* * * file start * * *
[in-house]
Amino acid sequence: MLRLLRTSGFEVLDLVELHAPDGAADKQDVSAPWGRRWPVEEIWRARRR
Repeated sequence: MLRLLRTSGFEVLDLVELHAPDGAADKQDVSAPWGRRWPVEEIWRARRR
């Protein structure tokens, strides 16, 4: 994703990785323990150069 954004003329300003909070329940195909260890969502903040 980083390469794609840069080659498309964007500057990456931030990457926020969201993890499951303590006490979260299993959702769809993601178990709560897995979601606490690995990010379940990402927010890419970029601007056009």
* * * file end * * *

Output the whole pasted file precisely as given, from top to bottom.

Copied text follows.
[in-house]
Amino acid sequence: MLRLLRTSGFEVLDLVELHAPDGAADKQDVSAPWGRRWPVEEIWRARRR
Repeated sequence: MLRLLRTSGFEVLDLVELHAPDGAADKQDVSAPWGRRWPVEEIWRARRR
């Protein structure tokens, strides 16, 4: 994703990785323990150069 954004003329300003909070329940195909260890969502903040 980083390469794609840069080659498309964007500057990456931030990457926020969201993890499951303590006490979260299993959702769809993601178990709560897995979601606490690995990010379940990402927010890419970029601007056009």